What is project Ammunition independence?
Project #Ammunitionindependence started for a few different reasons. First and foremost, it started as an exercise in preparedness. I’ve always liked to think I have been a pretty prepared guy. Certainly more than the average guy, more than even the average gun guy. My entire shooting life, I have stockpiled. First ammo, then hand loading components. Every gun ban scare in the past has hit ammo hard, rarely however has it hit hand loading components this hard or this fast as the last few years of presidential elections and pandemic. Personally, I have never seen hand loading components out of stock and unavailable for this long of a duration. The causes etc. are moot to this project. Suffice to say, it is as hard as it has ever been in my lifetime to get powder, primers, bullets and cases. ESPECIALLY PRIMERS.
Primers it turns out are my Achilles heel. Good to know. In the past I’ve hand loaded virtually all of our family’s 5.56, 7.62 Nato and 9mm ammo. The primer shortage has hit me hard. I have probably more primers on hand even now than most people, but by my standards, with the rate at which I can replace them, it’s a dire situation. As such, I began to look at ways that I could reduce my dependence on the supply chain and normal commercial channels and still be in the game, shooting and loading and project Ammunition Independence was born.
So let’s proceed with the goal of shortages, supply chains and governments not being able to stop us from shooting and have some fun learning something new. Obviously we won’t be able to support many different calibers and guns. Looking to the past can often provide answers for the present. To me, the answer was to take a step BACKWARDS in technology and do what our great grandparents did. Make our own shit.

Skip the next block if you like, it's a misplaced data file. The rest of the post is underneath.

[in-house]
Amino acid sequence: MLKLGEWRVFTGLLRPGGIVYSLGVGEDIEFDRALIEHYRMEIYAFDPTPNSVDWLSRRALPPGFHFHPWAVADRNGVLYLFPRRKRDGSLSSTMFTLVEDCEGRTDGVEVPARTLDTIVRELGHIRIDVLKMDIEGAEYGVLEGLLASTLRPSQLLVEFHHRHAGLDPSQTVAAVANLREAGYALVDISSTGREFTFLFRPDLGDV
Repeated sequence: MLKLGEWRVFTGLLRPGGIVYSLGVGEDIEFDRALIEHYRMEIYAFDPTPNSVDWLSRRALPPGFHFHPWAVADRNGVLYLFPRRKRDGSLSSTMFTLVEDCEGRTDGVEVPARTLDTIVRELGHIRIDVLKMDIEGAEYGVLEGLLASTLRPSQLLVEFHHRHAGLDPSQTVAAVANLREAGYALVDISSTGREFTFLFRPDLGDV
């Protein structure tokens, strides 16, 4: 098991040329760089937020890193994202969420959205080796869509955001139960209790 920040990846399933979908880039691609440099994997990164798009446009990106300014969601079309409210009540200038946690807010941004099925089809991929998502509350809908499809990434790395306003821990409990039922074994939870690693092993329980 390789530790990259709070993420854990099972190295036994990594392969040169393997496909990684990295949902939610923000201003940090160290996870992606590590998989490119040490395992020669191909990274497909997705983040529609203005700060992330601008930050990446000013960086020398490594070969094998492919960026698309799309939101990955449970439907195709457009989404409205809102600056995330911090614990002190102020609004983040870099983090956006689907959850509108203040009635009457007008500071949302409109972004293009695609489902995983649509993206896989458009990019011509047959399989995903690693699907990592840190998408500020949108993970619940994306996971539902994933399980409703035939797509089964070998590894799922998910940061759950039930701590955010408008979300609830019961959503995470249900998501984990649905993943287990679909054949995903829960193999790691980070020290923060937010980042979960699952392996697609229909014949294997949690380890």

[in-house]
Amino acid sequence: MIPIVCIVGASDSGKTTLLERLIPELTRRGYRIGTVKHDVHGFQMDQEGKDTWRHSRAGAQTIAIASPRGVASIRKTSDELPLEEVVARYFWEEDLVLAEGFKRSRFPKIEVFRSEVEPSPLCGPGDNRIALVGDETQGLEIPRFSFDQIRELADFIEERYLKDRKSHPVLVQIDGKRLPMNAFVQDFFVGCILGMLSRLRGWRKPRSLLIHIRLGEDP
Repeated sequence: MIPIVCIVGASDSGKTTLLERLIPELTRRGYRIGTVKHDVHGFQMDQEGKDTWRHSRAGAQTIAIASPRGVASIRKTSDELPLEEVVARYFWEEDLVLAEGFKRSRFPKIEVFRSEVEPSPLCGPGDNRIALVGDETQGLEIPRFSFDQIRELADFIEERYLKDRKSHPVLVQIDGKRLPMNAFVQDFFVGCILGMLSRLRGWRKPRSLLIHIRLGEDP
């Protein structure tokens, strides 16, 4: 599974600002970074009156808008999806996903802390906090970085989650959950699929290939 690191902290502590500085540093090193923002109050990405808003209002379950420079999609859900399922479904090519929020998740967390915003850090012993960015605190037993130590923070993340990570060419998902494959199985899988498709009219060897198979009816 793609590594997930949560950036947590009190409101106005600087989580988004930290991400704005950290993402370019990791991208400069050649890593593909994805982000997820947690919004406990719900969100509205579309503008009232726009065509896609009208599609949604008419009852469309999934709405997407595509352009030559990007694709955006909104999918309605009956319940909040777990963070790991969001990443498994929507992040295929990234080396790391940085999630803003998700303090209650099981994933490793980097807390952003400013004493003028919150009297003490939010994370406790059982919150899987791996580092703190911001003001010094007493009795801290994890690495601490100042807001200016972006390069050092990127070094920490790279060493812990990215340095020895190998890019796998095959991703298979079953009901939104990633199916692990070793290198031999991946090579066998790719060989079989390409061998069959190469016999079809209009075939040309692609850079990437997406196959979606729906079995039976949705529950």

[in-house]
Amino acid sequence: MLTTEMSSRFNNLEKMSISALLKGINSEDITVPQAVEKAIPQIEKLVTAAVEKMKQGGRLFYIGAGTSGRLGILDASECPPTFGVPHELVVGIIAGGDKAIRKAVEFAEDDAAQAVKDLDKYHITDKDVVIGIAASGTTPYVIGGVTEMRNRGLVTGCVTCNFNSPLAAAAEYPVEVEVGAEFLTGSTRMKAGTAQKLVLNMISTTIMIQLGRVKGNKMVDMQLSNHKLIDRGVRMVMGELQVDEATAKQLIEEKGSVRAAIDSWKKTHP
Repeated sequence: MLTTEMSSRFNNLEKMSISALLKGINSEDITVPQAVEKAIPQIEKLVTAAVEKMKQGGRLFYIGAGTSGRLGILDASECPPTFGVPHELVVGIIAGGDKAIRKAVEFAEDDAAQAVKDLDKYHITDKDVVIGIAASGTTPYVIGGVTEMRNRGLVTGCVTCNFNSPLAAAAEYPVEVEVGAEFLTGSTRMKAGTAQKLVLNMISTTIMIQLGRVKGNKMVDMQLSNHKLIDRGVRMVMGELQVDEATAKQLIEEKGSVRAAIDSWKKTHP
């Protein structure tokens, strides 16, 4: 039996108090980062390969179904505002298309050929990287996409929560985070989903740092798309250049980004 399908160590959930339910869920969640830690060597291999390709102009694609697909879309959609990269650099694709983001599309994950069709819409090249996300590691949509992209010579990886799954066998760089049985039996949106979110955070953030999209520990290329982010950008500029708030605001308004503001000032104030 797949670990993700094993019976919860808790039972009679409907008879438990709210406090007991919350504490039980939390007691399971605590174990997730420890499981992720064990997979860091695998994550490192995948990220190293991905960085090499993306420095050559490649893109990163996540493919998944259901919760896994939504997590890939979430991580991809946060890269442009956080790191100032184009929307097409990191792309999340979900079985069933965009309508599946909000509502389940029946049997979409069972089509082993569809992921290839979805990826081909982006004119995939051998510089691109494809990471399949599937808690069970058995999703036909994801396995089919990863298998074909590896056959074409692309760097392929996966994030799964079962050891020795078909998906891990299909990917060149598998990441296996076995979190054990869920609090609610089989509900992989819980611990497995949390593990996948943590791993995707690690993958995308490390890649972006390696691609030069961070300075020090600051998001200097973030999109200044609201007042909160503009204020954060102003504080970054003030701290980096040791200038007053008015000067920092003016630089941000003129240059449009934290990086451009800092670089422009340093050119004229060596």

Let me also say what this is NOT for me. An attempt at saving money. I’m not doing this to cut costs. On the contrary, I fully expect to spend some money to hedge my bet against being out of the game. It’s not going to be cheaper, better get that straight in your head right now. It will always be cheaper to buy it somehow… if you can.
Moving forward with this concept, there were two paths I could take, and in fact I am taking both. We could take a step back before cartridge gun and go to the pinnacle of the percussion revolver era. I am doing that also, but that is a story for another day. So if we’re sticking with the cartridge era, just how independent and effective can we actually be? We’re going to learn the answer to that together.
The cartridge I chose for this project is 7.62x39. Here are a few reasons why I went that route. First of all, most modern centerfires rely greatly on speed. Hot, Dirty speed and homemade cast lead bullets do not play especially well together. Sure, you can make it work. But especially small bores, or big magnums, it just isn’t “Efficient”. You could go with something like .45 Colt or .44 magnum, but then you are really shooting pistol cartridges out of a rifle. I wanted to do this with an actual rifle cartridge. Most of the truly successful cartridges with cast lead bullets we can make at home with a minimum investment of tools and tech were big and slow. That’s the name of the game with lead. Lead can work very well from around 1800-2000 fps out of a rifle. With nominal velocity with common bullet weights of around 2350, the 7.62x39 is not that Far off from successful turn of the 19th century cartridges. It seems like a logical place to go where we can still have decent cartridge efficiency and performance with a hard cast lead bullet, and still have a fairly modern firearm. It has plenty of utility for both self defense and hunting, and is a cartridge case that can easily be scavenged from ranges and quality brass cases are readily available.